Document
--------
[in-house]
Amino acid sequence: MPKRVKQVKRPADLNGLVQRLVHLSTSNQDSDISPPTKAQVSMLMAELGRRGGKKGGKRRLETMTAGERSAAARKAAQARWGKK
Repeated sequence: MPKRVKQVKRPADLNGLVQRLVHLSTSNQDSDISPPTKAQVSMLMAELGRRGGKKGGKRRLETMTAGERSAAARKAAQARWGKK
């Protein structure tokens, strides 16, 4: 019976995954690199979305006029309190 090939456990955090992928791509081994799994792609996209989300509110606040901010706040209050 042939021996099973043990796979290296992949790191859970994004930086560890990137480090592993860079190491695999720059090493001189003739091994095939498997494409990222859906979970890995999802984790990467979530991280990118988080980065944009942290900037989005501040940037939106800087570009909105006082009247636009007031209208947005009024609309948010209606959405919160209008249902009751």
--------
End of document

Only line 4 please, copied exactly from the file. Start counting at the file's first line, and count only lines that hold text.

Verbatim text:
């Protein structure tokens, strides 16, 4: 019976995954690199979305006029309190 090939456990955090992928791509081994799994792609996209989300509110606040901010706040209050 042939021996099973043990796979290296992949790191859970994004930086560890990137480090592993860079190491695999720059090493001189003739091994095939498997494409990222859906979970890995999802984790990467979530991280990118988080980065944009942290900037989005501040940037939106800087570009909105006082009247636009007031209208947005009024609309948010209606959405919160209008249902009751």